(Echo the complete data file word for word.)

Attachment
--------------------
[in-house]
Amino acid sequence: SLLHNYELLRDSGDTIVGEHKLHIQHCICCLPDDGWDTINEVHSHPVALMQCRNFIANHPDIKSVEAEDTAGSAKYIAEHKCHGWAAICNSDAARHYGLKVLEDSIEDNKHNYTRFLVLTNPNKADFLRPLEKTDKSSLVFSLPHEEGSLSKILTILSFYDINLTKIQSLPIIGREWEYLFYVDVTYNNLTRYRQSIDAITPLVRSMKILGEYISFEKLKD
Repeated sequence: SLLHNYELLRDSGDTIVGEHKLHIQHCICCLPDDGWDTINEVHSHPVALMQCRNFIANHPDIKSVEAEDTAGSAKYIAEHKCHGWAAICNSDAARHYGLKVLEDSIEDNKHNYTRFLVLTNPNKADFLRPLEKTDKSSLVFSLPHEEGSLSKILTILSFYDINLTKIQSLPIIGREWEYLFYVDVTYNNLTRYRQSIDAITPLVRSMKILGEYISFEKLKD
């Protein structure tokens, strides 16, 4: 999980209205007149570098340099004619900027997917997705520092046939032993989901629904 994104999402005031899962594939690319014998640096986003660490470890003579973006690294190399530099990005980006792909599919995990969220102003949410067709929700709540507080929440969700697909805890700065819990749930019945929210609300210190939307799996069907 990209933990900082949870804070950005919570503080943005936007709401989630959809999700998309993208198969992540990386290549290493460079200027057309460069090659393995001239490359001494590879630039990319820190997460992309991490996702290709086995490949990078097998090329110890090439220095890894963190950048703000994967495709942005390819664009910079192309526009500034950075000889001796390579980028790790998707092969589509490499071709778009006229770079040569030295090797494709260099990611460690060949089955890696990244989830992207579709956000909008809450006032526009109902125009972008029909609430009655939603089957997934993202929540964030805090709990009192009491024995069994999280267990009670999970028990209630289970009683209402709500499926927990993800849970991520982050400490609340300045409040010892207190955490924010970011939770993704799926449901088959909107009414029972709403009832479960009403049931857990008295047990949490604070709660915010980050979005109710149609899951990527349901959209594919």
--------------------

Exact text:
[in-house]
Amino acid sequence: SLLHNYELLRDSGDTIVGEHKLHIQHCICCLPDDGWDTINEVHSHPVALMQCRNFIANHPDIKSVEAEDTAGSAKYIAEHKCHGWAAICNSDAARHYGLKVLEDSIEDNKHNYTRFLVLTNPNKADFLRPLEKTDKSSLVFSLPHEEGSLSKILTILSFYDINLTKIQSLPIIGREWEYLFYVDVTYNNLTRYRQSIDAITPLVRSMKILGEYISFEKLKD
Repeated sequence: SLLHNYELLRDSGDTIVGEHKLHIQHCICCLPDDGWDTINEVHSHPVALMQCRNFIANHPDIKSVEAEDTAGSAKYIAEHKCHGWAAICNSDAARHYGLKVLEDSIEDNKHNYTRFLVLTNPNKADFLRPLEKTDKSSLVFSLPHEEGSLSKILTILSFYDINLTKIQSLPIIGREWEYLFYVDVTYNNLTRYRQSIDAITPLVRSMKILGEYISFEKLKD
């Protein structure tokens, strides 16, 4: 999980209205007149570098340099004619900027997917997705520092046939032993989901629904 994104999402005031899962594939690319014998640096986003660490470890003579973006690294190399530099990005980006792909599919995990969220102003949410067709929700709540507080929440969700697909805890700065819990749930019945929210609300210190939307799996069907 990209933990900082949870804070950005919570503080943005936007709401989630959809999700998309993208198969992540990386290549290493460079200027057309460069090659393995001239490359001494590879630039990319820190997460992309991490996702290709086995490949990078097998090329110890090439220095890894963190950048703000994967495709942005390819664009910079192309526009500034950075000889001796390579980028790790998707092969589509490499071709778009006229770079040569030295090797494709260099990611460690060949089955890696990244989830992207579709956000909008809450006032526009109902125009972008029909609430009655939603089957997934993202929540964030805090709990009192009491024995069994999280267990009670999970028990209630289970009683209402709500499926927990993800849970991520982050400490609340300045409040010892207190955490924010970011939770993704799926449901088959909107009414029972709403009832479960009403049931857990008295047990949490604070709660915010980050979005109710149609899951990527349901959209594919």